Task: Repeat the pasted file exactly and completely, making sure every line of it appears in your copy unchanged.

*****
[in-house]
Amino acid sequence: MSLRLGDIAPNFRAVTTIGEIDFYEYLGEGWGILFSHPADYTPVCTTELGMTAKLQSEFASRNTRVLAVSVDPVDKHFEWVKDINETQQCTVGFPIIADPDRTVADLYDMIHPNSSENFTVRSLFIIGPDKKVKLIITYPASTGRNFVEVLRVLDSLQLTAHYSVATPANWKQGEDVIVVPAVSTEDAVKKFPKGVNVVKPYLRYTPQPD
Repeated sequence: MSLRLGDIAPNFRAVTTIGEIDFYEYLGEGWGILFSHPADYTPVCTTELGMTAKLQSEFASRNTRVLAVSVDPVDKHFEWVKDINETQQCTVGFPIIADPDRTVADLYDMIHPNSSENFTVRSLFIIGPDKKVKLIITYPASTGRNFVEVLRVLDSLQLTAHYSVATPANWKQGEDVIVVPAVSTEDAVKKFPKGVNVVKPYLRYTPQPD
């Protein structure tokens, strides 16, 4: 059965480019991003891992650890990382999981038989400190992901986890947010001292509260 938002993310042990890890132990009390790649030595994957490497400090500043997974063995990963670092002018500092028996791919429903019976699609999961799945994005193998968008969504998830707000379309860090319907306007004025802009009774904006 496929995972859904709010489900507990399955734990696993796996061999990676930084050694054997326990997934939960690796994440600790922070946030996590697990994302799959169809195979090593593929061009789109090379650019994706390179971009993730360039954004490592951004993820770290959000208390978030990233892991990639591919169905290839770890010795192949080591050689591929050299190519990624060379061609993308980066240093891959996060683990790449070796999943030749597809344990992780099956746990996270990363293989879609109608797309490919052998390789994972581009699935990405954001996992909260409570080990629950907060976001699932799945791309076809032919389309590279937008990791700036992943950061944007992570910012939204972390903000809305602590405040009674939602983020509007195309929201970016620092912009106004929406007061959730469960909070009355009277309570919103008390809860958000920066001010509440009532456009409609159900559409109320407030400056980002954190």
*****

[in-house]
Amino acid sequence: MSLRLGDIAPNFRAVTTIGEIDFYEYLGEGWGILFSHPADYTPVCTTELGMTAKLQSEFASRNTRVLAVSVDPVDKHFEWVKDINETQQCTVGFPIIADPDRTVADLYDMIHPNSSENFTVRSLFIIGPDKKVKLIITYPASTGRNFVEVLRVLDSLQLTAHYSVATPANWKQGEDVIVVPAVSTEDAVKKFPKGVNVVKPYLRYTPQPD
Repeated sequence: MSLRLGDIAPNFRAVTTIGEIDFYEYLGEGWGILFSHPADYTPVCTTELGMTAKLQSEFASRNTRVLAVSVDPVDKHFEWVKDINETQQCTVGFPIIADPDRTVADLYDMIHPNSSENFTVRSLFIIGPDKKVKLIITYPASTGRNFVEVLRVLDSLQLTAHYSVATPANWKQGEDVIVVPAVSTEDAVKKFPKGVNVVKPYLRYTPQPD
């Protein structure tokens, strides 16, 4: 059965480019991003891992650890990382999981038989400190992901986890947010001292509260 938002993310042990890890132990009390790649030595994957490497400090500043997974063995990963670092002018500092028996791919429903019976699609999961799945994005193998968008969504998830707000379309860090319907306007004025802009009774904006 496929995972859904709010489900507990399955734990696993796996061999990676930084050694054997326990997934939960690796994440600790922070946030996590697990994302799959169809195979090593593929061009789109090379650019994706390179971009993730360039954004490592951004993820770290959000208390978030990233892991990639591919169905290839770890010795192949080591050689591929050299190519990624060379061609993308980066240093891959996060683990790449070796999943030749597809344990992780099956746990996270990363293989879609109608797309490919052998390789994972581009699935990405954001996992909260409570080990629950907060976001699932799945791309076809032919389309590279937008990791700036992943950061944007992570910012939204972390903000809305602590405040009674939602983020509007195309929201970016620092912009106004929406007061959730469960909070009355009277309570919103008390809860958000920066001010509440009532456009409609159900559409109320407030400056980002954190």